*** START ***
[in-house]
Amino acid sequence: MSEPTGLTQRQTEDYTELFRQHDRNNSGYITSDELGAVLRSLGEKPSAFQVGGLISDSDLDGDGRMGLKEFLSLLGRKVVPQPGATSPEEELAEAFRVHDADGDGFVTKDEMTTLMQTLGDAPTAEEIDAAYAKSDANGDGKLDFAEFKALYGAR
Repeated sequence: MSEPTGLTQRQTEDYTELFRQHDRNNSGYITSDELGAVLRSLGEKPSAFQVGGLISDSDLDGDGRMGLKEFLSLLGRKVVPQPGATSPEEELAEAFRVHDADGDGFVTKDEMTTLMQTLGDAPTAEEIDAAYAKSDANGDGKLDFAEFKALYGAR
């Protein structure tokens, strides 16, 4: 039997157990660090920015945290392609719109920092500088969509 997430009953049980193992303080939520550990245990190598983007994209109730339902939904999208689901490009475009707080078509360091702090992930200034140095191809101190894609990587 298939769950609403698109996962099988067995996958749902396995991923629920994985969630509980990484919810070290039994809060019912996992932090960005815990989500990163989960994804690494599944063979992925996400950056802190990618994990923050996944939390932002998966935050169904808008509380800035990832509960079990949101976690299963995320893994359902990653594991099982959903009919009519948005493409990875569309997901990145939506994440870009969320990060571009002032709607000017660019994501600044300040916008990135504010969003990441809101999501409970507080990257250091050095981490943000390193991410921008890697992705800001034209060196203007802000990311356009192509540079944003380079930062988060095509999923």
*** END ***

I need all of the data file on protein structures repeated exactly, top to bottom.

[in-house]
Amino acid sequence: MSEPTGLTQRQTEDYTELFRQHDRNNSGYITSDELGAVLRSLGEKPSAFQVGGLISDSDLDGDGRMGLKEFLSLLGRKVVPQPGATSPEEELAEAFRVHDADGDGFVTKDEMTTLMQTLGDAPTAEEIDAAYAKSDANGDGKLDFAEFKALYGAR
Repeated sequence: MSEPTGLTQRQTEDYTELFRQHDRNNSGYITSDELGAVLRSLGEKPSAFQVGGLISDSDLDGDGRMGLKEFLSLLGRKVVPQPGATSPEEELAEAFRVHDADGDGFVTKDEMTTLMQTLGDAPTAEEIDAAYAKSDANGDGKLDFAEFKALYGAR
């Protein structure tokens, strides 16, 4: 039997157990660090920015945290392609719109920092500088969509 997430009953049980193992303080939520550990245990190598983007994209109730339902939904999208689901490009475009707080078509360091702090992930200034140095191809101190894609990587 298939769950609403698109996962099988067995996958749902396995991923629920994985969630509980990484919810070290039994809060019912996992932090960005815990989500990163989960994804690494599944063979992925996400950056802190990618994990923050996944939390932002998966935050169904808008509380800035990832509960079990949101976690299963995320893994359902990653594991099982959903009919009519948005493409990875569309997901990145939506994440870009969320990060571009002032709607000017660019994501600044300040916008990135504010969003990441809101999501409970507080990257250091050095981490943000390193991410921008890697992705800001034209060196203007802000990311356009192509540079944003380079930062988060095509999923």